MAHLER: Symphony No. 8 in E flat "Symphony of a Thousand."
MUSSORGSKY-RAVEL: Pictures at an Exhibition. BORODIN: Symphony No. 2
in B minor. Polovtsian Dances.
CORIGLIANO: "The Red Violin" Concerto for Violin and Orchestra. Sonata
for Violin and Piano.
Pierre Boulez has, after a dozen years, with this new recording of Symphony No. 8, completed his Mahler symphony cycle. This recording made in Berlin in April 2007 brings the generally disappointing set to a worthy conclusion, in spite of a rather tame choral climax. Boulez's analytical approach clarifies many of the textures of the massive Eighth. His cool reading is quite similiar to his 1975 BBC Proms performance with BBC Symphony issued many years ago on Artists Live Recordings (no longer available). He still rushes the final pages (as does Sir Simon Rattle on his fairly recent recording). Women soloists are uniformly strong; of the men, only John Botha's Doctor Marianus truly impresses. For me, a major part of any performance of the Mahler's Eighth is the magic passage for the two leading sopranos beginning shortly after the beginning of the final chorus. In this radiant music, the first soprano reaches a high C, descending to B natural, then B flat. As she is singing this, the second soprano has a lower passage that ascends to the same B flat—both sopranos, briefly, are singing the same note—and the second soprano continues downward for three bars before returing to that glorious B flat. . If the two sopranos are perfectly matched, the effect is pure magic—an arching, long, descending line of indescribable beauty. Seldom does this come off ideally. Bernard Haitink's televised Concertgebouw performance in December 1988 had the misfortune of casting Gwyneth Jones—on an off day—as one of the sopranos. Perfection can be heard in Stokowski's New York Philharmonic 1950 broacast with sopranos Francis Yeend and Camilla Williams. Boulez's Twyla Robinson and Erin Wall come close. DG's two-disk set sells for the price of one. Sonic quality is quite good although bass is rather undefined.
Mussorgsky's Pictures at an Exhibition and the two Borodin works seem rather unlikely repertory for a New Year's concert, but they were selected by Sir Simon Rattle and the Berlin Philharmonic—actually apparently three performances according to production notes for this CD (December 29, 30 and 31, 2007). Ever since Mercury's 1951 recording with Rafael Kubelik and the Chicago Symphony, Pictures has been a favorite with audio buffs (and this half-century plus mono recording still impresses). With well over 200 recordings currently available, including three with the Berlin Philharmonic (conducted by Giulini, Karajan and Markevitch), one might question yet another one. However, this is surely among the best, both interpretively and sonically. The BPO plays spectacularly, recorded sound is close-up but warm and resonant. The massive ending of Pictures and lush sonorities of the two Borodin works are vividly captured. Recommended!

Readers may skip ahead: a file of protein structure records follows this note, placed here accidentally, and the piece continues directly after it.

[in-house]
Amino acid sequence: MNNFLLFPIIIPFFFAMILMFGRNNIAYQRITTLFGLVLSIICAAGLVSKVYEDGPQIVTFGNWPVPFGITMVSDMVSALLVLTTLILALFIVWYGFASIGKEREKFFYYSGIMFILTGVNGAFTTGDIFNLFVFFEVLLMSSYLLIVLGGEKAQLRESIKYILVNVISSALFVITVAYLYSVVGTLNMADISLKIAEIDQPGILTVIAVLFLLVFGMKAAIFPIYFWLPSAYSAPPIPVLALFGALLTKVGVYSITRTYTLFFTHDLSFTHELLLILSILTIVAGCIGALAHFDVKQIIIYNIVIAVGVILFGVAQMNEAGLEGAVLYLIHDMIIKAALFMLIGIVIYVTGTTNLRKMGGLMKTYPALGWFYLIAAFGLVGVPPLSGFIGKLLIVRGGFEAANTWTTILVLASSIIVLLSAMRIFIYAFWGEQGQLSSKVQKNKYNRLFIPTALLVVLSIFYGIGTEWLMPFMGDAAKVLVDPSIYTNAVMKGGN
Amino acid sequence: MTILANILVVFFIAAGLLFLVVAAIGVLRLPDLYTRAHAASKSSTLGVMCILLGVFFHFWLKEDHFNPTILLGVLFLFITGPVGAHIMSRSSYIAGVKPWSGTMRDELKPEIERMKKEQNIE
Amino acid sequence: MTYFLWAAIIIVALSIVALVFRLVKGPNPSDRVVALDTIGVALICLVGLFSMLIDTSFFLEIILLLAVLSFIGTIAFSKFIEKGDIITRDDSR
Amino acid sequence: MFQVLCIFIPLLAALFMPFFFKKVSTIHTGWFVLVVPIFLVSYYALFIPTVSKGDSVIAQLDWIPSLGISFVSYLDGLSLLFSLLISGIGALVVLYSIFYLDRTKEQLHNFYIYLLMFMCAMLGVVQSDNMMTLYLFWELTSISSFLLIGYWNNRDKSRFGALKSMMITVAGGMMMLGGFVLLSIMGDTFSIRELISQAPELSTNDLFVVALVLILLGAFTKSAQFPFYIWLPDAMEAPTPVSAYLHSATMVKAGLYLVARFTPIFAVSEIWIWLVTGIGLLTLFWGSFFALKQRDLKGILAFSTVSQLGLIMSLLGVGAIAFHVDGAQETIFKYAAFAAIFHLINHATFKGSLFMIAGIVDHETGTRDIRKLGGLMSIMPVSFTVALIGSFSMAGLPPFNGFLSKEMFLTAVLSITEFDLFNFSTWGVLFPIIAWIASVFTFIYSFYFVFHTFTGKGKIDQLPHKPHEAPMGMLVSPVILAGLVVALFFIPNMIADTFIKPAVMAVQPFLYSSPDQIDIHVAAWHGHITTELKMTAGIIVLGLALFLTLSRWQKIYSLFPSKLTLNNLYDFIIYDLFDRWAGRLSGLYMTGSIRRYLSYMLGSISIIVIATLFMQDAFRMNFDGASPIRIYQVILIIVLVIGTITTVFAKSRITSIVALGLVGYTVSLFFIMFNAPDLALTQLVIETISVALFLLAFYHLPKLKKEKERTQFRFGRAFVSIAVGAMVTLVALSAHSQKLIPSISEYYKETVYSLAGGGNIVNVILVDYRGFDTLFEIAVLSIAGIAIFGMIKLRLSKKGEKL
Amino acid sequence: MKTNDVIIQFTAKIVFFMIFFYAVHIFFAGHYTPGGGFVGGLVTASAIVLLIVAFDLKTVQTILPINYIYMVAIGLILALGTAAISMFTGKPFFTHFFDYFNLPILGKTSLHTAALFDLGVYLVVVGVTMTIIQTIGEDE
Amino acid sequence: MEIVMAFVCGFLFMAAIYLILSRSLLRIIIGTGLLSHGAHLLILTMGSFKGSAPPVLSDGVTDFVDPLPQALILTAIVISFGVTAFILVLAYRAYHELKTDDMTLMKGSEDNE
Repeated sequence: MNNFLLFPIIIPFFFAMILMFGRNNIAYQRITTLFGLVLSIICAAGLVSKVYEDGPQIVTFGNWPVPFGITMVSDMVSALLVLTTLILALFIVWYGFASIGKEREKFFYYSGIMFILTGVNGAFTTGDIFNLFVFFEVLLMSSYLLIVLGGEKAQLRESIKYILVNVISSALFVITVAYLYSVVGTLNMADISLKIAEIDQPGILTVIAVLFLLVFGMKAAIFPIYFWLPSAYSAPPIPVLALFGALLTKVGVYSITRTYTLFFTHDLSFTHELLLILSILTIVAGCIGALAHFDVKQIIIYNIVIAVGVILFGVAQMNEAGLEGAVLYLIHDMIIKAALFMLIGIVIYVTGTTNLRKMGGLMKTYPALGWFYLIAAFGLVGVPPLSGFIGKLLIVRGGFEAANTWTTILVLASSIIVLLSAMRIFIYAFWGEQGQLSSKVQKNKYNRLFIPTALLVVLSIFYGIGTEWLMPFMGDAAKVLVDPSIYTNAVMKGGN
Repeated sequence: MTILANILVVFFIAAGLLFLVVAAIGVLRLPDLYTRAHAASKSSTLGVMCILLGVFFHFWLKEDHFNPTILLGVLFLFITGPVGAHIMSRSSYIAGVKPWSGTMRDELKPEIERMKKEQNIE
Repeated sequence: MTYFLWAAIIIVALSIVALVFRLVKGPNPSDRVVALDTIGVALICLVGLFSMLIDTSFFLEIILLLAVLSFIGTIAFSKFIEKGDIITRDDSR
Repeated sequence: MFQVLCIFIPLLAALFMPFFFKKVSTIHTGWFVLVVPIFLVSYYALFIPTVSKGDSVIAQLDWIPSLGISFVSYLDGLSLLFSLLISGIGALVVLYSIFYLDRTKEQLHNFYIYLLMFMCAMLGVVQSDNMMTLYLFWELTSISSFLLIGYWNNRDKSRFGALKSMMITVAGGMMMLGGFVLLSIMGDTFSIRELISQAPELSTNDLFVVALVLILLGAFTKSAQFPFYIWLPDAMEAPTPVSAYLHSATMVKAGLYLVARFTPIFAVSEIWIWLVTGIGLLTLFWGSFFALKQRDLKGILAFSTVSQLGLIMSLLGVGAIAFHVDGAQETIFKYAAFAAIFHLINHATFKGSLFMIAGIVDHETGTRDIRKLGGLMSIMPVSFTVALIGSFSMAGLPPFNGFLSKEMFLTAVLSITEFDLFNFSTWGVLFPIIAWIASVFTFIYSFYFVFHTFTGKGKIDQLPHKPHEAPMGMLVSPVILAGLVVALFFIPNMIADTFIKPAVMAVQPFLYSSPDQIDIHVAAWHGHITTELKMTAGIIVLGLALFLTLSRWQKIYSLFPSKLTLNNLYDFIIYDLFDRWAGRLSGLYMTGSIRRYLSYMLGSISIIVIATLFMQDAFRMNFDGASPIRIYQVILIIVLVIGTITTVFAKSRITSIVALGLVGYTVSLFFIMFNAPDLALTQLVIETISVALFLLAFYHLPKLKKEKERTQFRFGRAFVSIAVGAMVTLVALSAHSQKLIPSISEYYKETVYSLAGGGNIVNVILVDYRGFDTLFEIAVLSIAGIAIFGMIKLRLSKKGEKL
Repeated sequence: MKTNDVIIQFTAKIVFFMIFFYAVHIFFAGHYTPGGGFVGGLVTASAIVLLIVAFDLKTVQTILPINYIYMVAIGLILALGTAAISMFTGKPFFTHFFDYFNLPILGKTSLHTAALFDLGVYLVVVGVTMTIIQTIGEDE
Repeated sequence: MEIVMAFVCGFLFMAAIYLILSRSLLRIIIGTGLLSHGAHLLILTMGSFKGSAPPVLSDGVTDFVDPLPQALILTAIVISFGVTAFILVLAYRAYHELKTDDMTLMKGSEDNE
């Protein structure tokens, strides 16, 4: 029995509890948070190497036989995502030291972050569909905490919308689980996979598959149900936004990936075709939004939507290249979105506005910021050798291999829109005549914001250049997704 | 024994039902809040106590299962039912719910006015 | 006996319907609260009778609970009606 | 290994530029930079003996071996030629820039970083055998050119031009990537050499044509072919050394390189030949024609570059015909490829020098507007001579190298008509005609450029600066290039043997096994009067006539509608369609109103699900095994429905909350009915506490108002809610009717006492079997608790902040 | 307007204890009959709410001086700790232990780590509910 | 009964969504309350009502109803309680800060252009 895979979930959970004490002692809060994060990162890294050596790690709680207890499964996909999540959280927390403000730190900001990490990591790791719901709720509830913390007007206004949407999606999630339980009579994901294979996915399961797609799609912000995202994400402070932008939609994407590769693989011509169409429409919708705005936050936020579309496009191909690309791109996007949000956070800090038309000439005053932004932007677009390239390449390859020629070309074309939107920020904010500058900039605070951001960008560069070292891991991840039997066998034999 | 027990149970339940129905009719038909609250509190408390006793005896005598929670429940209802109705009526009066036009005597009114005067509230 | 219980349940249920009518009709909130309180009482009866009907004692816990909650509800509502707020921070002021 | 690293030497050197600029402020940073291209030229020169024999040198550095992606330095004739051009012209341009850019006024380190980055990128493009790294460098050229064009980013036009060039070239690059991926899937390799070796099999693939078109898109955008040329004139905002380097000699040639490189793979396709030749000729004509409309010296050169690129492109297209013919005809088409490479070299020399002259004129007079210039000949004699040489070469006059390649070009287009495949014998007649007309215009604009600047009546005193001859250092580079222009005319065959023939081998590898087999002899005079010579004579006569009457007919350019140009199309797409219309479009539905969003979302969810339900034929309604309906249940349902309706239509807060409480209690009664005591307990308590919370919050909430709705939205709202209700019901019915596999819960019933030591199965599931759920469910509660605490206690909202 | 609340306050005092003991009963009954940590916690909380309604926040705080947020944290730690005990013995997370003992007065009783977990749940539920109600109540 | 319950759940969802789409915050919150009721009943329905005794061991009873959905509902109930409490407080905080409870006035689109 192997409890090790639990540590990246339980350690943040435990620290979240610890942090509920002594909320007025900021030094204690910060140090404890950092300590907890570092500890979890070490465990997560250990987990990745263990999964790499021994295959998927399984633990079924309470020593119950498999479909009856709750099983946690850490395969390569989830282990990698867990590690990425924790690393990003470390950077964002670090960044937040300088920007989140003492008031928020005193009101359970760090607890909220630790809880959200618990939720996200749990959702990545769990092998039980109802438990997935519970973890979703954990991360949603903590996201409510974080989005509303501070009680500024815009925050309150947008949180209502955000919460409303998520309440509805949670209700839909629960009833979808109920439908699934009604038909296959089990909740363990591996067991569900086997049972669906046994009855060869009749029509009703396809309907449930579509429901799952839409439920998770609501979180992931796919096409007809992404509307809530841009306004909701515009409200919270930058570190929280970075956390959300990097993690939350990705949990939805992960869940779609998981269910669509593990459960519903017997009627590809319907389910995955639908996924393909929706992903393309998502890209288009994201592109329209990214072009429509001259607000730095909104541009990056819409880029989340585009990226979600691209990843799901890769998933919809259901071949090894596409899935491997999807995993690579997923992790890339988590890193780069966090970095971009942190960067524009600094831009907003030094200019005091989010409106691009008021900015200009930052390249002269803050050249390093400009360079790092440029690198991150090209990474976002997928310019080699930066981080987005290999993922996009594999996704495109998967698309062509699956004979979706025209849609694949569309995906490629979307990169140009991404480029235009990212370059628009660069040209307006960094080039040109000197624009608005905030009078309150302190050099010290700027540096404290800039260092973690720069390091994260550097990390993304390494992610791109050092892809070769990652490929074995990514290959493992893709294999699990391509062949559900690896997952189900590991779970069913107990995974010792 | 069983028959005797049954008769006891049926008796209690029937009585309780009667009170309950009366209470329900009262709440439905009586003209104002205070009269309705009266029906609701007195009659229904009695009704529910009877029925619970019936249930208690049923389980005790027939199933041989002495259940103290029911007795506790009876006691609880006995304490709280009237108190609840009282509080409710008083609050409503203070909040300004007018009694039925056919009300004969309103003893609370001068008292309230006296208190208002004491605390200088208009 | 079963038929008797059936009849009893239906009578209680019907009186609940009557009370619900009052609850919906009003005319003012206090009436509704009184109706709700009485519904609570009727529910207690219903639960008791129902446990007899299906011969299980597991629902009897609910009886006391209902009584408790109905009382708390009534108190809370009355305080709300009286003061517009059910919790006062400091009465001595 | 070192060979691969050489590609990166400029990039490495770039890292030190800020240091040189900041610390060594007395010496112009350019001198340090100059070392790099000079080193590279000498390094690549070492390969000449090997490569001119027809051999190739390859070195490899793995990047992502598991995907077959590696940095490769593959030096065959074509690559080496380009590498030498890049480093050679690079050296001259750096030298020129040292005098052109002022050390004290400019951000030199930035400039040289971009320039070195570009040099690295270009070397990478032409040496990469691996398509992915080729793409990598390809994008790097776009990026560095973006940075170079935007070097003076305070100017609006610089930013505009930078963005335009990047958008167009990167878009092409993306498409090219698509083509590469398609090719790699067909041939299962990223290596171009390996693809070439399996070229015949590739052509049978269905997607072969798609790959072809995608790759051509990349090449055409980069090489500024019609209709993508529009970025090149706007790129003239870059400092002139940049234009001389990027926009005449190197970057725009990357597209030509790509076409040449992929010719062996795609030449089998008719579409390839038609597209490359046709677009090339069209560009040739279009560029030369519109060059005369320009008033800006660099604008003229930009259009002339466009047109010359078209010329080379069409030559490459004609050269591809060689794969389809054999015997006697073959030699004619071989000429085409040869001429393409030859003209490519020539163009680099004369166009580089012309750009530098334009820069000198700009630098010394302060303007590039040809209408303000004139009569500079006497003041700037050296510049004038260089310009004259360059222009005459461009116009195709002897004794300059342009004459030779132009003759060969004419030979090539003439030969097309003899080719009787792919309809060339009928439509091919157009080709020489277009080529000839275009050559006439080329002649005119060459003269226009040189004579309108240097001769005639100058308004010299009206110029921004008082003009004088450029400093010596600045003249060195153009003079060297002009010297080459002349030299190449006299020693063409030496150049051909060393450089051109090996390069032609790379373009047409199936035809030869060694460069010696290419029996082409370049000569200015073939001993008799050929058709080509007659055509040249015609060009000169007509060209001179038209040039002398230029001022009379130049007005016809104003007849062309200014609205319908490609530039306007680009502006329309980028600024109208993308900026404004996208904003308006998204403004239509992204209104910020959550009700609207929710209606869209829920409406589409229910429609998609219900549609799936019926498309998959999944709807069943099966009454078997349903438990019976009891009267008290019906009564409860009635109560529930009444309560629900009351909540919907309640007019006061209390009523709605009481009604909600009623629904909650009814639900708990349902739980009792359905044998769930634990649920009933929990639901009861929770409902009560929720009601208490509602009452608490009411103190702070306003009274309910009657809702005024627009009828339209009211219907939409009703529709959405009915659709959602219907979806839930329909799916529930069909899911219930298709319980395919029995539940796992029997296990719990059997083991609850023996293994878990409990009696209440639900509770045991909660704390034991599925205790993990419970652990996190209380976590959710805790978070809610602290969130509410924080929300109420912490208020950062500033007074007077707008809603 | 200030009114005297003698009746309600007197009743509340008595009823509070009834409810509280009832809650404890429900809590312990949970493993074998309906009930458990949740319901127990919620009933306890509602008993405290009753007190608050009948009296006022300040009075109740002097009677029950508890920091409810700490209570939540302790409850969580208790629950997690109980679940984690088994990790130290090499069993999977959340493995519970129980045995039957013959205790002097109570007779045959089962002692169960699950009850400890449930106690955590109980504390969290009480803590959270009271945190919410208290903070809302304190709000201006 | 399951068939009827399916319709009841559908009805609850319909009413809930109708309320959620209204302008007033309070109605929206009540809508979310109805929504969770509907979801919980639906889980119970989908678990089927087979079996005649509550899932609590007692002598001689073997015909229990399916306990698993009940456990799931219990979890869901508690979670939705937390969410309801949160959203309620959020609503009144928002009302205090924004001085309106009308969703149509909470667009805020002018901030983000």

Joshua Bell and John Corigliano collaborated on the score for the 1999 film The Red Violin which included a Chaconne that played a major part in the movie's success. Both Bell and Corigliano felt the music should be expanded and the result was this concerto. The first movement features an expanded version of the Chaconne, followed by a shimmering, brief scherzo, a lovely andante and a tremendously exciting finale. The concerto is a virtuoso showpiece written specifically for Bell who plays it brilliantly, with superb support from Marin Alsop and the Baltimore Symphony, one of the orchestras that commissioned the work. This concerto is a major addition to the repertory and this spectacular recording and performance surely is definitive. The Prokofiev-esque Violin Sonata is an added plus. Highly recommended!
Dutch conductor Hans Vonk (1942-2004) had a distinguished career. Director of many major European orchestras including the Dresden State Orchestra in Germany, he also led Holland's Residentie Orchestra and the Netherlands Opera. He was an assistant conductor of the Concertgebouw Orchestra (in which his father played the violin), and associate conductor of the Royal Philharmonic. Vonk was music director of the St. Louis Symphony for six seasons beginning in 1996. In 2002 a neurological condition ended his career and he died in Amsterdam in August 2004. Vonk's conducting was highly praised and it is surprising a conductor of his stature made relatively few recordings. In his memory, Pentatone has issued four mid-priced CDs of performances recorded live in St. Louis. The one listed above is perhaps the most interesting: Messiaen's Turangalila-symphonie from performances February 12 and 13, 1999, featuring Garrick Ohlsson and the ondes martenot played by Jean Laurendeau. Paul Hennerich did a superb job as recording engineer. This is a fine memento of a conductor who died far too young.
R.E.B. (March 2008)